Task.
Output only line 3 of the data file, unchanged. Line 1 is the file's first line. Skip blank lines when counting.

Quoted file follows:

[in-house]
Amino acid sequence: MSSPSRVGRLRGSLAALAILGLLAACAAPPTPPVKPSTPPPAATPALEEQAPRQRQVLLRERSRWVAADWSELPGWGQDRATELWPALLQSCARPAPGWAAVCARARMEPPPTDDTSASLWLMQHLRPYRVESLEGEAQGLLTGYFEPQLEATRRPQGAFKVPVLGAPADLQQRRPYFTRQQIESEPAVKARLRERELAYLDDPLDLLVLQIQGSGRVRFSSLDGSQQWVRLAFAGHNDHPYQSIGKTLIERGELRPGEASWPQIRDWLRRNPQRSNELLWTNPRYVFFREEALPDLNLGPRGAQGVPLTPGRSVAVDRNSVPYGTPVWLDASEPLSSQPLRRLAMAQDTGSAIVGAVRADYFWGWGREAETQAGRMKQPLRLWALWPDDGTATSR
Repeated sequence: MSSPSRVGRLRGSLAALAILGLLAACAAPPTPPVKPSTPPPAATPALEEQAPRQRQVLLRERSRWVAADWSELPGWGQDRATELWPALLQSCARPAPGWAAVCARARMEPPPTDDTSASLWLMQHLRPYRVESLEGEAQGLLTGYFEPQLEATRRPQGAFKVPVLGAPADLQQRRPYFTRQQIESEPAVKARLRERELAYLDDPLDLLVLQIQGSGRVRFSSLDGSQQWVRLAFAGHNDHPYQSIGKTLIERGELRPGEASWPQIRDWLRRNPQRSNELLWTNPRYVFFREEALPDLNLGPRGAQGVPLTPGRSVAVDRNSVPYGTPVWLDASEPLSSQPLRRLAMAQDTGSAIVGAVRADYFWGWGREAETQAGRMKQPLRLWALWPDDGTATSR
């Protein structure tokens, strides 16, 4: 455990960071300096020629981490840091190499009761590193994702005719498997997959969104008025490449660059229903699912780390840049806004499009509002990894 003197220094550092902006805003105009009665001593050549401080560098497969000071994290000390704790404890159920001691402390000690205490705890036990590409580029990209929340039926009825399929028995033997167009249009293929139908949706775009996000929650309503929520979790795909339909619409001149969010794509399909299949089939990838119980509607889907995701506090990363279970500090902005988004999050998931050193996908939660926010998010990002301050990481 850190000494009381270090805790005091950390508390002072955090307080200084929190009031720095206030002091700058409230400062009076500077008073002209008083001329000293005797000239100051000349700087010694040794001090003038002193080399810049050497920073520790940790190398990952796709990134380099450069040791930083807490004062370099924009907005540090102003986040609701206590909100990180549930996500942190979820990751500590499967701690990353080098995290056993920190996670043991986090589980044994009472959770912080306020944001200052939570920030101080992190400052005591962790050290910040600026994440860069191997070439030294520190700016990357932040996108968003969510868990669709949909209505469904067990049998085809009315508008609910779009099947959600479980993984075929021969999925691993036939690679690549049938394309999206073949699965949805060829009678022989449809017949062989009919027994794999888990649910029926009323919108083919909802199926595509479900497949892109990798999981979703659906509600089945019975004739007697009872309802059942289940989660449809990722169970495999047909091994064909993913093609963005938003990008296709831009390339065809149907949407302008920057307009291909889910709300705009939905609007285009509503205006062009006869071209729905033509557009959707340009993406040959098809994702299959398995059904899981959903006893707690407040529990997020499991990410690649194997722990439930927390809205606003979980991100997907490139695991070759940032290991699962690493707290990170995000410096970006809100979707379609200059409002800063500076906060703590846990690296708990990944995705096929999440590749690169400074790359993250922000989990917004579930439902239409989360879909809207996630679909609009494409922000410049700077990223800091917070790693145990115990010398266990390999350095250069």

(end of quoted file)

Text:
Repeated sequence: MSSPSRVGRLRGSLAALAILGLLAACAAPPTPPVKPSTPPPAATPALEEQAPRQRQVLLRERSRWVAADWSELPGWGQDRATELWPALLQSCARPAPGWAAVCARARMEPPPTDDTSASLWLMQHLRPYRVESLEGEAQGLLTGYFEPQLEATRRPQGAFKVPVLGAPADLQQRRPYFTRQQIESEPAVKARLRERELAYLDDPLDLLVLQIQGSGRVRFSSLDGSQQWVRLAFAGHNDHPYQSIGKTLIERGELRPGEASWPQIRDWLRRNPQRSNELLWTNPRYVFFREEALPDLNLGPRGAQGVPLTPGRSVAVDRNSVPYGTPVWLDASEPLSSQPLRRLAMAQDTGSAIVGAVRADYFWGWGREAETQAGRMKQPLRLWALWPDDGTATSR